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Proceedings of the International Association of Hydrological Sciences An open-access publication for refereed proceedings in hydrology
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Volume 364
Proc. IAHS, 364, 9-13, 2014
https://doi.org/10.5194/piahs-364-9-2014
© Author(s) 2014. This work is distributed under
the Creative Commons Attribution 3.0 License.
Proc. IAHS, 364, 9-13, 2014
https://doi.org/10.5194/piahs-364-9-2014
© Author(s) 2014. This work is distributed under
the Creative Commons Attribution 3.0 License.

  16 Sep 2014

16 Sep 2014

Climate change scenarios and its impact on water resources of Langtang Khola Basin, Nepal

T. Raj Adhikari1, L. Prasad Devkota1, and A. Bhakta Shrestha2 T. Raj Adhikari et al.
  • 1Central Department of Hydrology and Meteorology, Tribhuvan University, Kathmandu, Nepal
  • 2International Centre for Integrated Mountain Development, Kathmandu, Nepal

Keywords: Water resources, Nepal, climate change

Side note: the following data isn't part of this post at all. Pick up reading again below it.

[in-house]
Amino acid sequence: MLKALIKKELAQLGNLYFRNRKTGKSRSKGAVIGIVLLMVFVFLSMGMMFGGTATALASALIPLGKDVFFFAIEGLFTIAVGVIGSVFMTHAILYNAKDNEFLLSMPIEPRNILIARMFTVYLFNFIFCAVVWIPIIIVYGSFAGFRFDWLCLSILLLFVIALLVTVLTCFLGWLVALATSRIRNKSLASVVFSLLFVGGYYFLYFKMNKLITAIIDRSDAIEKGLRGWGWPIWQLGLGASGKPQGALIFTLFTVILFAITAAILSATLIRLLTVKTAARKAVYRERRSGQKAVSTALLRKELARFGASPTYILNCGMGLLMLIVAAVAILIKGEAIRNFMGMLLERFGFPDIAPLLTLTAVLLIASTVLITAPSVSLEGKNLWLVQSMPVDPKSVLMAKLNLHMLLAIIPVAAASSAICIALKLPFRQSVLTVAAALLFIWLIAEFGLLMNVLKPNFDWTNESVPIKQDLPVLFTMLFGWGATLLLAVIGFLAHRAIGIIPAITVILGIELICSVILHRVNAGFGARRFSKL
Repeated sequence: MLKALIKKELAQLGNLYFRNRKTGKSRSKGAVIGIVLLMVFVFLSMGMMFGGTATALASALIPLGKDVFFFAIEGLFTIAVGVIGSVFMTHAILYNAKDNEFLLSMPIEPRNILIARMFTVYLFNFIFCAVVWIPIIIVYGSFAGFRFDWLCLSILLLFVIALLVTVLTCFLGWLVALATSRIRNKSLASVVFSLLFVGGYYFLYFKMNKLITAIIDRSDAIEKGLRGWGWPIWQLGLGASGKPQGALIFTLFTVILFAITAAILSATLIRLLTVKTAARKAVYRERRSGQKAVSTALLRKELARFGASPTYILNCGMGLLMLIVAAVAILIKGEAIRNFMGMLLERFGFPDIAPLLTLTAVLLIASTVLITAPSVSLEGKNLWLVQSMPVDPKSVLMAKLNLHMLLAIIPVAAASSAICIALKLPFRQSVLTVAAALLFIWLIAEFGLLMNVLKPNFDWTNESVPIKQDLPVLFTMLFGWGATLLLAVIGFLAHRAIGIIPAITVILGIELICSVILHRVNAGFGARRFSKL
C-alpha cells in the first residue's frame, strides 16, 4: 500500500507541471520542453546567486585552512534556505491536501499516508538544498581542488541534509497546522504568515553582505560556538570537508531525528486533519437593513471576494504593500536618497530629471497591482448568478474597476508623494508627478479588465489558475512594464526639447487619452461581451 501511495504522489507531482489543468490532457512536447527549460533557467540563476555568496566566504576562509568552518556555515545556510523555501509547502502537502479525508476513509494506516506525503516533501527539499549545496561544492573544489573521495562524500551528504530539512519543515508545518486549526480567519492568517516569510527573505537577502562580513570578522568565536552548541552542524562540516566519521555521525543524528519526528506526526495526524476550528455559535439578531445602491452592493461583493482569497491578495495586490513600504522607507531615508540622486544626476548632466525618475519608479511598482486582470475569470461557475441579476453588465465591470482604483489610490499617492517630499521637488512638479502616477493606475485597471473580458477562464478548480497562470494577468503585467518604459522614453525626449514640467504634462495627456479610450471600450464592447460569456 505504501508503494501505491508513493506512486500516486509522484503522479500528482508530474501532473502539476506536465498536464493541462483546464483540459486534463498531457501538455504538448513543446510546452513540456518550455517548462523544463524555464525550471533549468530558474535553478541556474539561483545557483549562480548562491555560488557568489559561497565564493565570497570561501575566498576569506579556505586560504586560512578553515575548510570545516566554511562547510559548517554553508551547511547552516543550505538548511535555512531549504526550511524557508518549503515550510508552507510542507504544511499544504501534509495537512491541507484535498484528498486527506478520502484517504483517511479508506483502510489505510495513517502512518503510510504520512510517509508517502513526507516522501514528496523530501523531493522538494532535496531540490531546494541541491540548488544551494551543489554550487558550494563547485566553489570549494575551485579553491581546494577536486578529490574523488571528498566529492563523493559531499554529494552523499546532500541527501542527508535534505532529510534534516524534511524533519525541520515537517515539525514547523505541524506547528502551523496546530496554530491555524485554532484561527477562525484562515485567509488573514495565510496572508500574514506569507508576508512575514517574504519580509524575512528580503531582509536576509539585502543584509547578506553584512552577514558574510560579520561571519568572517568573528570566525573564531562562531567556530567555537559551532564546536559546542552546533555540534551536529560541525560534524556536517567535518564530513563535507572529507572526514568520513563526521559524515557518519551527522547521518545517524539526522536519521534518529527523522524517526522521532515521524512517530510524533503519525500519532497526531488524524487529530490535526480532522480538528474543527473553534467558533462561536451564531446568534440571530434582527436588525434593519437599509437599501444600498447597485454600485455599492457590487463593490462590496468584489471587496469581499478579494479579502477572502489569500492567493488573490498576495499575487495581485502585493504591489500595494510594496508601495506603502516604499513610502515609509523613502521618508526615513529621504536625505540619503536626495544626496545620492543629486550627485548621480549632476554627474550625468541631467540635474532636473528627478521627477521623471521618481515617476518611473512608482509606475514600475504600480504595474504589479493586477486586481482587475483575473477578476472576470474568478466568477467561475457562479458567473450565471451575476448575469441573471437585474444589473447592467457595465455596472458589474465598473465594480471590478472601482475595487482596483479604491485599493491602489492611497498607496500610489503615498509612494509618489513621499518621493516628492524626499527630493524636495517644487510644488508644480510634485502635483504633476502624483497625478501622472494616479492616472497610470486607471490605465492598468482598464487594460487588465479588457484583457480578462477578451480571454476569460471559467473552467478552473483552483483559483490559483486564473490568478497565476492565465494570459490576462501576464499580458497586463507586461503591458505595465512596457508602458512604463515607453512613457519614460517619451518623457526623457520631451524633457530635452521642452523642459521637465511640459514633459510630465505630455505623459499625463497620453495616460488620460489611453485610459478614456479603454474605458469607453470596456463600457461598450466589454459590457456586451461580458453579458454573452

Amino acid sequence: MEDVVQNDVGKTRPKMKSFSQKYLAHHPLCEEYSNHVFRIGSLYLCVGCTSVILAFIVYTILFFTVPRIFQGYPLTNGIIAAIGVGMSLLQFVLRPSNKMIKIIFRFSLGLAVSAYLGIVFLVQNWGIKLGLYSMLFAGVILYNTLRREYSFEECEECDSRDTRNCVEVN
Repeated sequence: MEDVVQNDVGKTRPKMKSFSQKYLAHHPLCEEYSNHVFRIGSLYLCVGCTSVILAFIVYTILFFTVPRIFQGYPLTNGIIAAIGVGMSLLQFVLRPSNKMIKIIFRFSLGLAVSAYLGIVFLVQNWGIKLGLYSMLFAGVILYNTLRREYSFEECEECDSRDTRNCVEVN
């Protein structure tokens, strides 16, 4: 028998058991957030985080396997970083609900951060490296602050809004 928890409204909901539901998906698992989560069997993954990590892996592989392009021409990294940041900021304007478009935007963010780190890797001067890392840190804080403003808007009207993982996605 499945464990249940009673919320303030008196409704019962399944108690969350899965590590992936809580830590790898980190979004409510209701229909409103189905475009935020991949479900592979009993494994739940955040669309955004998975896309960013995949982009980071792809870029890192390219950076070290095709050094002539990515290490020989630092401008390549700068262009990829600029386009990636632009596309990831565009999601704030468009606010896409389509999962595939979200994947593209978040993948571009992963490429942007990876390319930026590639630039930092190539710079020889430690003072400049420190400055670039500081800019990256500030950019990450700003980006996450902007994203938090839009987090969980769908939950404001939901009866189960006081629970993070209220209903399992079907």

Abstract. General Circulation Models (GCMs) successfully simulate future climate variability and climate change on a global scale; however, poor spatial resolution constrains their application for impact studies at a regional or a local level. The dynamically downscaled precipitation and temperature data were used for the future climate scenarios prediction for the period 2000–2050s, under the Special Report on Emissions Scenarios (SRES) A2 and A1B scenarios. In addition, rating equation was developed from measured discharge and gauge (stage) height data. The generated precipitation and temperature data from downscale and rating equation was used to run the HBV-Light 3.0 conceptual rainfall–runoff model for the calibration and validation of the model, gauge height was taken in the reference period (1988–2009). In the HBV-Light 3.0, a GAP optimization approach was used to calibrate the observed streamflow. From the precipitation scenarios with SRES A2 and A1B emissions at Kyanging, an increase of precipitation during summer and spring and a decrease during winter and autumn seasons was shown. The model projected annual precipitation for the 2050s of both the A2 and A1B scenarios are 716.4 mm and 703.6 mm, respectively. Such precipitation projections indicate the future increase of precipitation in all seasons except the summer. By the end of the 2050s simulation projects an increase maximum (minimum) discharge of 37.8 m3/s (13.9 m3/s) for A1B scenario and 36.2 m3/s (14.3 m3/s) for A2 scenario. A maximum projected discharge will increase for all seasons except for spring, whereas the minimum will decrease in summer.

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